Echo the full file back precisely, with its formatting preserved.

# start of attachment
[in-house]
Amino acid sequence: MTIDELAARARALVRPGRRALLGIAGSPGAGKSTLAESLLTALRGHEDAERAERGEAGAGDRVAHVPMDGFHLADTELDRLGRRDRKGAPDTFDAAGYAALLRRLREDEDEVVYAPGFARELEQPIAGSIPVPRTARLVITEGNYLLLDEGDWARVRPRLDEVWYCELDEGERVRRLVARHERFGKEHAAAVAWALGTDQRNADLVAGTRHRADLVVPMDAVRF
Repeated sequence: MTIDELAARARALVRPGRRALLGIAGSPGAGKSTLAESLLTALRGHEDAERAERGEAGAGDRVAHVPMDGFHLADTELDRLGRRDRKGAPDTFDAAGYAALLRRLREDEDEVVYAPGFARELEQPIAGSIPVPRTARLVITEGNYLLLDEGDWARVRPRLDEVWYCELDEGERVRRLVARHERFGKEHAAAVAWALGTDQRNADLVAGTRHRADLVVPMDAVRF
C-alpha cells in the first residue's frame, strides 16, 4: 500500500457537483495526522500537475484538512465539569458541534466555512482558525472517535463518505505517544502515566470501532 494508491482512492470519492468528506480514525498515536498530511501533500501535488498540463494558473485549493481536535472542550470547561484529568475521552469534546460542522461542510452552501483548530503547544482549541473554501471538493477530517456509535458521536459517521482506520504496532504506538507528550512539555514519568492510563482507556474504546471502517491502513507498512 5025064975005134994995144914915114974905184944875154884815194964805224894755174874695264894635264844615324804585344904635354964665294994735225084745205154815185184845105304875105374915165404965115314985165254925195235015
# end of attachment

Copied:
[in-house]
Amino acid sequence: MTIDELAARARALVRPGRRALLGIAGSPGAGKSTLAESLLTALRGHEDAERAERGEAGAGDRVAHVPMDGFHLADTELDRLGRRDRKGAPDTFDAAGYAALLRRLREDEDEVVYAPGFARELEQPIAGSIPVPRTARLVITEGNYLLLDEGDWARVRPRLDEVWYCELDEGERVRRLVARHERFGKEHAAAVAWALGTDQRNADLVAGTRHRADLVVPMDAVRF
Repeated sequence: MTIDELAARARALVRPGRRALLGIAGSPGAGKSTLAESLLTALRGHEDAERAERGEAGAGDRVAHVPMDGFHLADTELDRLGRRDRKGAPDTFDAAGYAALLRRLREDEDEVVYAPGFARELEQPIAGSIPVPRTARLVITEGNYLLLDEGDWARVRPRLDEVWYCELDEGERVRRLVARHERFGKEHAAAVAWALGTDQRNADLVAGTRHRADLVVPMDAVRF
C-alpha cells in the first residue's frame, strides 16, 4: 500500500457537483495526522500537475484538512465539569458541534466555512482558525472517535463518505505517544502515566470501532 494508491482512492470519492468528506480514525498515536498530511501533500501535488498540463494558473485549493481536535472542550470547561484529568475521552469534546460542522461542510452552501483548530503547544482549541473554501471538493477530517456509535458521536459517521482506520504496532504506538507528550512539555514519568492510563482507556474504546471502517491502513507498512 5025064975005134994995144914915114974905184944875154884815194964805224894755174874695264894635264844615324804585344904635354964665294994735225084745205154815185184845105304875105374915165404965115314985165254925195235015